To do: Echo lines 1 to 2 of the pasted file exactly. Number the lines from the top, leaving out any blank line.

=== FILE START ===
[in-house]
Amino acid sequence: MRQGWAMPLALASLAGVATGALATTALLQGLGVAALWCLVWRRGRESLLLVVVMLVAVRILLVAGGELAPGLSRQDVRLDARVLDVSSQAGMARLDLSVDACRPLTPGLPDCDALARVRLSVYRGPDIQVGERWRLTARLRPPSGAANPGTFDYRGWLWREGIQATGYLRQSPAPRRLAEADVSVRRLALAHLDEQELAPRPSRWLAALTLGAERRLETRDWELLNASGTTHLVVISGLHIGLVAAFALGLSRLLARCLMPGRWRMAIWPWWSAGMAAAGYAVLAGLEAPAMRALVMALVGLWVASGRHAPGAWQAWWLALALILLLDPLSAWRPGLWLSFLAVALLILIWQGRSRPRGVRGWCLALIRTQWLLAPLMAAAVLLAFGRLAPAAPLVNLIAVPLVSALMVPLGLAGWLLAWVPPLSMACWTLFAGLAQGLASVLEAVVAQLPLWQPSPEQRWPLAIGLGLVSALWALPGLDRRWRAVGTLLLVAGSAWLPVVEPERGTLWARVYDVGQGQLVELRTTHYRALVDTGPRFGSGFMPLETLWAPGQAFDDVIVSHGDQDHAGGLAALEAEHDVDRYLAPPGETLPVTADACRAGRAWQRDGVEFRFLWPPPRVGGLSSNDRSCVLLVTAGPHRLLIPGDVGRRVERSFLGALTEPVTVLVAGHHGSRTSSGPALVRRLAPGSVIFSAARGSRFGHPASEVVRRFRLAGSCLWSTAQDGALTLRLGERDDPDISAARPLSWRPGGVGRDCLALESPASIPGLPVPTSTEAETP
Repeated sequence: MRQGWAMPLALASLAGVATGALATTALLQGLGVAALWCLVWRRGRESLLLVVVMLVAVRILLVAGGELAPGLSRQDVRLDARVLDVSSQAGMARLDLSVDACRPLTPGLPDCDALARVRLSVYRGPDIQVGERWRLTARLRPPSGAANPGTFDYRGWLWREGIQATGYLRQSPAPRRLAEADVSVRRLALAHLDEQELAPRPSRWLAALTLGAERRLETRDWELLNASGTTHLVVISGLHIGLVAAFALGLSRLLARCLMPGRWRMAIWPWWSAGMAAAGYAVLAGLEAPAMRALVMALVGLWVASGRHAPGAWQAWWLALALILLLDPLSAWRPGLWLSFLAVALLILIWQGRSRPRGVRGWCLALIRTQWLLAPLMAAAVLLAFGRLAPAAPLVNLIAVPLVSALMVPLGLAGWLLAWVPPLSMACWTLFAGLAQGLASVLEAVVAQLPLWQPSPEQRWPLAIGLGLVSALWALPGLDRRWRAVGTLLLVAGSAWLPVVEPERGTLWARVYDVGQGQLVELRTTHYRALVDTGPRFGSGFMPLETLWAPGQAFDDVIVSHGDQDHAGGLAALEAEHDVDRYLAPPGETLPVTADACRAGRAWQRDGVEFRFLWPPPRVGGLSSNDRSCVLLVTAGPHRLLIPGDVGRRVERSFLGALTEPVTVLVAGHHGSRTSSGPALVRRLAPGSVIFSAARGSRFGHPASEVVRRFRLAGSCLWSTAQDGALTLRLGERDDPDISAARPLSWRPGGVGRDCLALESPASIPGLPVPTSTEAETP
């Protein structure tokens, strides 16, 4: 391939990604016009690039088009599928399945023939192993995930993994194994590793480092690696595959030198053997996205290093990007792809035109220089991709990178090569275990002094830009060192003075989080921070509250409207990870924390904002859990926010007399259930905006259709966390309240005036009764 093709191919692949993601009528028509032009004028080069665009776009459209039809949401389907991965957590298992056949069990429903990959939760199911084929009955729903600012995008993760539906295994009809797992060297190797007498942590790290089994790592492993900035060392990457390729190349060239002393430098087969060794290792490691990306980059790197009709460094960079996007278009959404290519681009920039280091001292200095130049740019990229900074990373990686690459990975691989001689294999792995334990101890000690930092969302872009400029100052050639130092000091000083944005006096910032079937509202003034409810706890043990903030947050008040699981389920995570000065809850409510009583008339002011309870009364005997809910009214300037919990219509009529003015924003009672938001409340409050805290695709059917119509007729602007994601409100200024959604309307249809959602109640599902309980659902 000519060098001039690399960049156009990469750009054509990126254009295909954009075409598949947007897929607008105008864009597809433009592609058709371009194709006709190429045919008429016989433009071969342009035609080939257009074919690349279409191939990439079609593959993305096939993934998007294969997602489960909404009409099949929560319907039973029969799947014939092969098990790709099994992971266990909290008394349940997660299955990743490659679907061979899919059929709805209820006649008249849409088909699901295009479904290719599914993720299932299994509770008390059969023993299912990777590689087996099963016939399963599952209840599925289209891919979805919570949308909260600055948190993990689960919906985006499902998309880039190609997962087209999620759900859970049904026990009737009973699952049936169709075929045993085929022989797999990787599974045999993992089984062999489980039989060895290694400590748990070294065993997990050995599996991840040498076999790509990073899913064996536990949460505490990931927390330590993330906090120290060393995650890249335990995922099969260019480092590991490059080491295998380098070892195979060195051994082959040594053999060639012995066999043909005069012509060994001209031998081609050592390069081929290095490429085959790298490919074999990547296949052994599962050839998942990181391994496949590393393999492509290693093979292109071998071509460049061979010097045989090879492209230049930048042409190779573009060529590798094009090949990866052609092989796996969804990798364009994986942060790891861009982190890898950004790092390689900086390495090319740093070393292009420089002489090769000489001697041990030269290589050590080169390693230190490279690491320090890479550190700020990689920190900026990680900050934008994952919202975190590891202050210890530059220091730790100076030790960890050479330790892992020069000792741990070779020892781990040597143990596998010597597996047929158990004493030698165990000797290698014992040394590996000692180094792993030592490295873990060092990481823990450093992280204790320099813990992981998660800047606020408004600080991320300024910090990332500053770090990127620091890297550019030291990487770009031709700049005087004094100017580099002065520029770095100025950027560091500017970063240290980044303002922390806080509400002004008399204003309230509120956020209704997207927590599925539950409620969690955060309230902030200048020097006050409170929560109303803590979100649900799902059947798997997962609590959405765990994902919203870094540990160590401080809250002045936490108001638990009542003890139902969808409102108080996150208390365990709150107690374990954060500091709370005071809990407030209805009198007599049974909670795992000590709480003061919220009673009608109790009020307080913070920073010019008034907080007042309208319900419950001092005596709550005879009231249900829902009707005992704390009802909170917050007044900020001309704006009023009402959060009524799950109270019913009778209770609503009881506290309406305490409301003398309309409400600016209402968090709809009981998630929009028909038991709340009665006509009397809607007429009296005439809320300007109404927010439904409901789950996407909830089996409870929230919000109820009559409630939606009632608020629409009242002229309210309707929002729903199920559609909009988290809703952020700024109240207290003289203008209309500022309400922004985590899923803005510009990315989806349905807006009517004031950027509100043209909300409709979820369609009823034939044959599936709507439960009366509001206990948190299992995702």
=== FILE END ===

[in-house]
Amino acid sequence: MRQGWAMPLALASLAGVATGALATTALLQGLGVAALWCLVWRRGRESLLLVVVMLVAVRILLVAGGELAPGLSRQDVRLDARVLDVSSQAGMARLDLSVDACRPLTPGLPDCDALARVRLSVYRGPDIQVGERWRLTARLRPPSGAANPGTFDYRGWLWREGIQATGYLRQSPAPRRLAEADVSVRRLALAHLDEQELAPRPSRWLAALTLGAERRLETRDWELLNASGTTHLVVISGLHIGLVAAFALGLSRLLARCLMPGRWRMAIWPWWSAGMAAAGYAVLAGLEAPAMRALVMALVGLWVASGRHAPGAWQAWWLALALILLLDPLSAWRPGLWLSFLAVALLILIWQGRSRPRGVRGWCLALIRTQWLLAPLMAAAVLLAFGRLAPAAPLVNLIAVPLVSALMVPLGLAGWLLAWVPPLSMACWTLFAGLAQGLASVLEAVVAQLPLWQPSPEQRWPLAIGLGLVSALWALPGLDRRWRAVGTLLLVAGSAWLPVVEPERGTLWARVYDVGQGQLVELRTTHYRALVDTGPRFGSGFMPLETLWAPGQAFDDVIVSHGDQDHAGGLAALEAEHDVDRYLAPPGETLPVTADACRAGRAWQRDGVEFRFLWPPPRVGGLSSNDRSCVLLVTAGPHRLLIPGDVGRRVERSFLGALTEPVTVLVAGHHGSRTSSGPALVRRLAPGSVIFSAARGSRFGHPASEVVRRFRLAGSCLWSTAQDGALTLRLGERDDPDISAARPLSWRPGGVGRDCLALESPASIPGLPVPTSTEAETP